North Head lies near the mouth of the Columbia River,
approximately two miles north of
The Cape Disappointment
light, installed in 1856, was obscured to ships approaching from
the north by the headland extending southwest from the light.
This obstruction led to many shipwrecks, including the
Harvest Home in 1882,
Whistler in 1883, Carrie B. Lake in 1886,
Grace Roberts in 1887, and Strathblane in
To remedy the situation, a lighthouse was built at North Head,
which faces the ocean directly and would be clearly visible
to ships traveling from the north. The 65-foot tower
stood on a 130-foot cliff. The lens was the first-order lens from
and was first lit in 1898. A small workroom was built at the base.
Two residences, a barn, and several other outbuildings
were built east of the lighthouse. A fog
signal was also built, but proved as inaudible as the
one at Cape Disappointment.
North Head is one of the windiest places in the country.
The lantern room windows were equipped with
handrails for keepers cleaning the glass.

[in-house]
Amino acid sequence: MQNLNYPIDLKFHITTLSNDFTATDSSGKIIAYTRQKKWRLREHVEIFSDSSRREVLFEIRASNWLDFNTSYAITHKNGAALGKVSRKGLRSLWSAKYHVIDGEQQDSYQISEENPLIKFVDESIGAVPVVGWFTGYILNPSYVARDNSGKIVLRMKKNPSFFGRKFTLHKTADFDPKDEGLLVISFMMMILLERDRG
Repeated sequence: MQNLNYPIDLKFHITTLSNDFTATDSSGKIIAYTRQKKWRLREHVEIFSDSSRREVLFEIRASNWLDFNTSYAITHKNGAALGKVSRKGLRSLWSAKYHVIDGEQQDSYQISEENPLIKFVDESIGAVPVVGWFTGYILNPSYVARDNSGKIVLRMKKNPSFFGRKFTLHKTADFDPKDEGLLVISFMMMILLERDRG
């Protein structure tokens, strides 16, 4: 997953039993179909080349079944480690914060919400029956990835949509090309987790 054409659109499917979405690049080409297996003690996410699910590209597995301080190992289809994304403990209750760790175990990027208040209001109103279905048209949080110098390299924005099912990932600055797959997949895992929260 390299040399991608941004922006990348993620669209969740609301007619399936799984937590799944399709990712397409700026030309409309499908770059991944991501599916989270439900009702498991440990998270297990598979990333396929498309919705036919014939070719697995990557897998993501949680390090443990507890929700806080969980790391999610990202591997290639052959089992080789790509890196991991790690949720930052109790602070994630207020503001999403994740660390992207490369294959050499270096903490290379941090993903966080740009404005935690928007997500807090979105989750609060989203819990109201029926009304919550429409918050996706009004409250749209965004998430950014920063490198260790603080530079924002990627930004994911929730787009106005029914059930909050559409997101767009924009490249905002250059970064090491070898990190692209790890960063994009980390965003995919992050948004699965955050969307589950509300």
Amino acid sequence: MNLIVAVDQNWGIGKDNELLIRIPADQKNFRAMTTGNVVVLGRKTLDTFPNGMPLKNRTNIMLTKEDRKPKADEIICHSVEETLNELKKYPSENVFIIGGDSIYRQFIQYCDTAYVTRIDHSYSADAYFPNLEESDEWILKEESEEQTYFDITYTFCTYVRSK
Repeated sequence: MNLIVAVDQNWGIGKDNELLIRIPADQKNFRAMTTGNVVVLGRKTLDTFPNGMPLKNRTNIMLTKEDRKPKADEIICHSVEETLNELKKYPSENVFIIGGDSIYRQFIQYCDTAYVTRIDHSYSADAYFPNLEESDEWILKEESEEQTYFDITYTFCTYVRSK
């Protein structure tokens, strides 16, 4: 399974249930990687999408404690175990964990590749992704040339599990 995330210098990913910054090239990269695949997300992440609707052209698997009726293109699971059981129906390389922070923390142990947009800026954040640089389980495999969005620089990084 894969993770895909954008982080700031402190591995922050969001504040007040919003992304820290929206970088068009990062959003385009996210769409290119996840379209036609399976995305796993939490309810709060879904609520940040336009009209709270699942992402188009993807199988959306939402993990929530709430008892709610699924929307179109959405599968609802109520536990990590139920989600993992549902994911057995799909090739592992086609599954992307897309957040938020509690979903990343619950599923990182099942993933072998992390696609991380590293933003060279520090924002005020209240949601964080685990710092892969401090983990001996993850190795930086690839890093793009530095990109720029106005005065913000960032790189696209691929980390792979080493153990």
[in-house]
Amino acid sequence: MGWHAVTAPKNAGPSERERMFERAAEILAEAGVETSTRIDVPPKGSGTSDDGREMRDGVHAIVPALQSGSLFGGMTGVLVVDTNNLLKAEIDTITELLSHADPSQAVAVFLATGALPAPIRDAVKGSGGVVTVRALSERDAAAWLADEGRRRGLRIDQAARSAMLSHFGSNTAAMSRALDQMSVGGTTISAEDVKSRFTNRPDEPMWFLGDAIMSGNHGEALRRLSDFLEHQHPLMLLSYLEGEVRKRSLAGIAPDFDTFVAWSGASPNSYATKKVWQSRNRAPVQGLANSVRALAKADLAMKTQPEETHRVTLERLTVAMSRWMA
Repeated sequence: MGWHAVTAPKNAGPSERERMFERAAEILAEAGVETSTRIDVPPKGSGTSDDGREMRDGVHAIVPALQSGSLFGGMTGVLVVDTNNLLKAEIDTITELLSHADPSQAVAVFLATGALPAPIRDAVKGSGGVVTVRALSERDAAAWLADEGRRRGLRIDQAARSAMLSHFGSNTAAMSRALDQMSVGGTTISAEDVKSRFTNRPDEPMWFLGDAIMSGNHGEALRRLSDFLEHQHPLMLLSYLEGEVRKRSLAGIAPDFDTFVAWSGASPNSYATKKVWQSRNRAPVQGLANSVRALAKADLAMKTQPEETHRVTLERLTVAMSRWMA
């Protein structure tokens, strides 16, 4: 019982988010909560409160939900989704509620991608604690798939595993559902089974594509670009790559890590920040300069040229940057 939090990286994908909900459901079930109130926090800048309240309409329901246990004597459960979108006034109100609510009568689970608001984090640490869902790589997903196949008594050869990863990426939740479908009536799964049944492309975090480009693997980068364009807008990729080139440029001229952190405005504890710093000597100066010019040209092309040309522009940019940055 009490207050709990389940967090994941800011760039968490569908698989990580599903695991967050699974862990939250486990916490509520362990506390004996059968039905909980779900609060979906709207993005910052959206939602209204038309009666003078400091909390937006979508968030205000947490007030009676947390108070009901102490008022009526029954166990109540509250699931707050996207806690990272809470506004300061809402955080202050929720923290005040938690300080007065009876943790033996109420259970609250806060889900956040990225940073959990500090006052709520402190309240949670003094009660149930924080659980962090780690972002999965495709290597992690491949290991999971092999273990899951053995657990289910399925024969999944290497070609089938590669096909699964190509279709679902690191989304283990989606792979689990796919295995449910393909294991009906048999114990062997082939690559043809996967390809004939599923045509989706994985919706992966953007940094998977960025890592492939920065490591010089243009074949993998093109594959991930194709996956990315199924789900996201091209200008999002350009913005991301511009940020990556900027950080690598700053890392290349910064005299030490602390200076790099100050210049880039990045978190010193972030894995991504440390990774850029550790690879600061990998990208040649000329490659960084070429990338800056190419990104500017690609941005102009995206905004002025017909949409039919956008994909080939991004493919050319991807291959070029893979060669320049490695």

Winds of 126 miles per hour were recorded on January 29, 1921,
before the instrument blew away. In 1932, a wild duck
was blown into the lantern, breaking through the glass and
chipping the lens.
In 1935, the first-order lens was replaced by a fourth-order
lens. That lens was eventually replaced by an aerobeacon in the
1950's, and later by a modern optic mounted outside the tower.
The light was automated in 1961.
The tower is white, but was
painted in camouflage colors during World War II, after a
Japanese submarine fired 17 shells at nearly Fort Stevens.
The shells caused no injuries, and the only damage was to
a backstop on a baseball diamond.
Today the lighthouse is part of Cape Disappointment State Park
(formerly Fort Canby State Park).
The first-order lens is on display at the Lewis and Clark
Interpretive Center in the park. The residences still stand,
and visitors can stay in the residences overnight.
The light itself is still active, but open for tours.
Umbrella Guide to Oregon Lighthouses, Nelson pp. 109-112
Pacific Northwest Lighthouses, Roberts and Jones pp. 34-35
The Keeper's Log Summer 2004